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Posted: May 4, 2006

Running: Tim Twietmeyer Announces '06 As Last WS100 Run


Tim Twietmeyer recently announced that his 25th running of the Western States 100 (WS100) this June will be his last. Plenty of runners have impressive accomplishments, but the enduring runner from Auburn, Calif., has combined his long running tenure in the country's most well-known ultramarathon with a more impressive legacy.

Twietmeyer will leave the Western States 100 as a gracious ambassador, an athlete proud of what he's accomplished but also as an athlete who respects his fellow athletes as much as they respect him.

That's a rare quality. The sporting world is overburdened with tales of drug abuse, cheaters and sizable egos, and even in the niche world of ultramarathon running not all is right. Yet, Twietmeyer always found the positives in his fellow front-running athletes -- even at times when there wasn't much to find.

Some event winners cross the line doing summersaults and others seek the limelight in other ways. Year after year, Twietmeyer has crossed the WS100 line holding hands with his children. Hours later, he's arrived at the finish line again to greet the final finishers.

During his WS100 tenure -- an event requiring a lengthy and committed training focus -- Twietmeyer balanced family (a wife and three sons), employment, friends, training, volunteerism, faith and community involvement.

Twietmeyer's history at the WS100 began in 1980 when he sent in his entry, but didn't make it to the starting line. He asked the race to hold his entry to the following year and in 1981 he competed for the first time.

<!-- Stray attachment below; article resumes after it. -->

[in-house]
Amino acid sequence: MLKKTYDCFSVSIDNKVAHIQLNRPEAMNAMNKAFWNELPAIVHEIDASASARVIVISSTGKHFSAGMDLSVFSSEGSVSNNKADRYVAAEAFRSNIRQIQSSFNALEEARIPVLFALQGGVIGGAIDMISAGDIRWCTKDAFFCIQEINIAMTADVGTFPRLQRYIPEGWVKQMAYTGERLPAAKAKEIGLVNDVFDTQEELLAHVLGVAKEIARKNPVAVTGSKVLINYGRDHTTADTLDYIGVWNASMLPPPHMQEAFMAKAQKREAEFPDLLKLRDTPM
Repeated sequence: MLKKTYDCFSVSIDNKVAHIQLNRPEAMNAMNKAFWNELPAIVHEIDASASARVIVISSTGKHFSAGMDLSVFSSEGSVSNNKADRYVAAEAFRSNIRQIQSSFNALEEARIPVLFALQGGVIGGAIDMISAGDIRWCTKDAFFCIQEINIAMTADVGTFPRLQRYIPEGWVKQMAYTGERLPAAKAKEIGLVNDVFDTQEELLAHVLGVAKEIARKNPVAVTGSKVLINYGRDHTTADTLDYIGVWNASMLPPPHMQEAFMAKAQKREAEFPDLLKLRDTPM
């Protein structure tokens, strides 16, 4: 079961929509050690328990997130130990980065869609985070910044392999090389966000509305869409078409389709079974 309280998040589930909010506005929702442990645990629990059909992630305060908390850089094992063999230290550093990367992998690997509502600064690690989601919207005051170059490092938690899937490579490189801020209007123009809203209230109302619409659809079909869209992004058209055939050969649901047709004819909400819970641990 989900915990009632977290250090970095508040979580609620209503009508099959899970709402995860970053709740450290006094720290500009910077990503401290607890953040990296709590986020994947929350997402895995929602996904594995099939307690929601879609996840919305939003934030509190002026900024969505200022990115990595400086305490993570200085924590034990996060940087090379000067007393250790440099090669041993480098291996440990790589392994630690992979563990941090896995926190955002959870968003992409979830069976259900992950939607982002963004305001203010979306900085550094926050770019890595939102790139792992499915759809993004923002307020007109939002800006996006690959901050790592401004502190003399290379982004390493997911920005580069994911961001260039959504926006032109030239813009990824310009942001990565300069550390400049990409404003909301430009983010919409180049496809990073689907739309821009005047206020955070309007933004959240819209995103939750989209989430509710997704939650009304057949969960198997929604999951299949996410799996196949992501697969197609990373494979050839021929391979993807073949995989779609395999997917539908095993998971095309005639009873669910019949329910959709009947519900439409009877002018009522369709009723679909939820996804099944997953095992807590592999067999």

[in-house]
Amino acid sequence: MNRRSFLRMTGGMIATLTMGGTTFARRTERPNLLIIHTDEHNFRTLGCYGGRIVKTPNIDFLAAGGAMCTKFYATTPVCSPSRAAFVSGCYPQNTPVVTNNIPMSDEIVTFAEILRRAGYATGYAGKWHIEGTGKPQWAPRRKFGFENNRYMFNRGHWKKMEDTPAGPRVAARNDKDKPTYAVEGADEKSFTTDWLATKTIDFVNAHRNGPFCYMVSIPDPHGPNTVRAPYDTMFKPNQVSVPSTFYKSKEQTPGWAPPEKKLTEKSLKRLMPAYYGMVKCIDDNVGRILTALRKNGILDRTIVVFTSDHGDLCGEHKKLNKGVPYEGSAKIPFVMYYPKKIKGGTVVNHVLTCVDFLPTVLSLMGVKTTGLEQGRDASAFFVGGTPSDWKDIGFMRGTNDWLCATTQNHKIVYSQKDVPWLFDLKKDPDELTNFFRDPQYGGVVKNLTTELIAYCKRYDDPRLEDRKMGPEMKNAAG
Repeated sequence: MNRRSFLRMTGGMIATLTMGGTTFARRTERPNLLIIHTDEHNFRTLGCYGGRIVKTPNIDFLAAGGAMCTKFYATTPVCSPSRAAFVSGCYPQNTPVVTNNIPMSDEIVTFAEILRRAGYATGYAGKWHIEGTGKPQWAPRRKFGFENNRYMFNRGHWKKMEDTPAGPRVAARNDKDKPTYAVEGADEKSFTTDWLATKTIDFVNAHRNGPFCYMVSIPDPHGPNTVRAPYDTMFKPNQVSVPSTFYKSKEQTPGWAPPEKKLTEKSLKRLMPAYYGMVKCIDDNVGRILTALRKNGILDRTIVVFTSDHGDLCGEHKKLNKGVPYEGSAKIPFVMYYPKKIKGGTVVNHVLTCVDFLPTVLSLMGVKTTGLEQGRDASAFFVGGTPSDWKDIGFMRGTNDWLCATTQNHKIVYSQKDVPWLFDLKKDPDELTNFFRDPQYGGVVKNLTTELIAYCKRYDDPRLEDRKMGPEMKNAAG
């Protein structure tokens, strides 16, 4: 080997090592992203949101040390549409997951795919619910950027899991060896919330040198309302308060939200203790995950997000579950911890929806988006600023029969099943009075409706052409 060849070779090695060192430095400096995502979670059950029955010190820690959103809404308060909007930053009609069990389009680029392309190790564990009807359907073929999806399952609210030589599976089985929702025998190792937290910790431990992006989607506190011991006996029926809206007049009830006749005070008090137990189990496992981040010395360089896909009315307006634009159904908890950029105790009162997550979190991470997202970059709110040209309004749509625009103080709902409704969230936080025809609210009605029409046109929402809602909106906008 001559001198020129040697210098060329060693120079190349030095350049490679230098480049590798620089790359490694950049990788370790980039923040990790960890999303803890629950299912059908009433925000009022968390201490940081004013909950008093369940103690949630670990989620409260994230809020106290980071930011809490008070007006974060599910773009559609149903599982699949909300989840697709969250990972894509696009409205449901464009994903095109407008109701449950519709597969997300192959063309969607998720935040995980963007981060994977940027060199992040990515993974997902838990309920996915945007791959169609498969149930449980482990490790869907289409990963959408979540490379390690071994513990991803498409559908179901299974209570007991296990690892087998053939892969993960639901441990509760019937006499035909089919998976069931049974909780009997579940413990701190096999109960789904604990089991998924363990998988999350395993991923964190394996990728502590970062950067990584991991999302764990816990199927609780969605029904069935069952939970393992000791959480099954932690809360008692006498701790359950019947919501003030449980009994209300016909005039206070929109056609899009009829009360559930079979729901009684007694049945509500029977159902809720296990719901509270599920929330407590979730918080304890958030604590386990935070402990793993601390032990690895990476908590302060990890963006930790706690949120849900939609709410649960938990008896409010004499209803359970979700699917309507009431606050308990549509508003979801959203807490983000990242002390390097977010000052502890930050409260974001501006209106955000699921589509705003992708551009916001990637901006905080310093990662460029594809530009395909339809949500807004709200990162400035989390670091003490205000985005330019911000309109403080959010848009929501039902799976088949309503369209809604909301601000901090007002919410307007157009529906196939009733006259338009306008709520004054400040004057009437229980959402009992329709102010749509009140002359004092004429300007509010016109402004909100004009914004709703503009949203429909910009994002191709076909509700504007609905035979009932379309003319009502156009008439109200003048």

Twietmeyer's WS100 streak has has only one glitch, 1984, when he wasn't selected to participate. He says he has had only two "bad" years, 1982 and 1987. In 1982, Twietmeyer recalls eating too much sugar and he was sick during much of the last half of the course. In 1987, he participated while recovering from the flu, but still finished strong.

Media reports citing Twietmeyer's departure following the 2006 event suggested the end of a career. On the contrary, Twietmeyer plans to continue running, most notably where he has long tenures in Northern Califronia events like the Way Too Cool 50km, American River 50 and California International Marathon.

In recent years, Twietmeyer has also selected new challenges, including endurance mountain biking, a winter crossing of the Western States Trail and the Ultra Trail Tour du Mont Blanc, and international ultramarathon across the Alps in France, Italy and Switzerland.

Twietmeyer's consistency at the WS100 will likely go unequaled -- five victories, 15 consecutive years of top-five finishes (1989-2003), 10 finishers (17-18 hours), six finishes (18-19 hours) men's age 40-49 course record (17:17:50, 2001), and 24 sub-24 hour finishes. A 25th sub-24 hour finish also likely this summer.

And yet when asked about the brief recent article in the Sacramento Bee that announced his intention to end his WS 100 participatiion, Twietmeyer commented: "Really, it's much ado about nothing."

Tim Twietmeyer's Finishing Times And Placings (1981-2005)

1981 - 22 hours, 3 minutes, 25th place
1982 - 22 hours, 53 minutes, 50th
1983 - 21 hours, 4 minutes, 30th
1985 - 18 hours, 40 minutes, 10th
1986 - 19 hours, 02 minutes, 7th
1987 - 20 hours, 59 minutes, 16th
1988 - 19 hours, 00 minutes, 14th
1989 - 17 hours, 06 minutes, 2nd
1990 - 17 hours, 26 minutes, 3rd
1991 - 17 hours, 25 minutes, 4th
1992 - 16 hours, 54 minutes 1st
1993 - 17 hours, 56 minutes, 2nd
1994 - 16 hours, 51 minutes, 1st  (personal record)
1995 - 18 hours, 34 minutes, 1st
1996 - 17 hours, 42 minutes, 1st
1997 - 17 hours, 14 minutes, 2nd
1998 - 17 hours, 51 minutes, 1st
1999 - 18 hours, 01 minutes, 2nd
2000 - 17 hours, 53 minutes, 5th
2001 - 17 hours, 17 minutes, 2nd
2002 - 18 hours, 08 minutes, 4th
2003 - 17 hours, 55 minutes, 5th
2004 - 18 hours, 54 minutes, 12th 
2005 - 18 hours, 31 minutes, 11th
2006 - ?

© Copyright 2005, James Raia

Posted with the permission of James Raia.

James Raia is a journalist, author and publisher in Sacramento, California. Sign-up for his free electronic newsletters Endurance Sports News and Tour de France Times on his web site:

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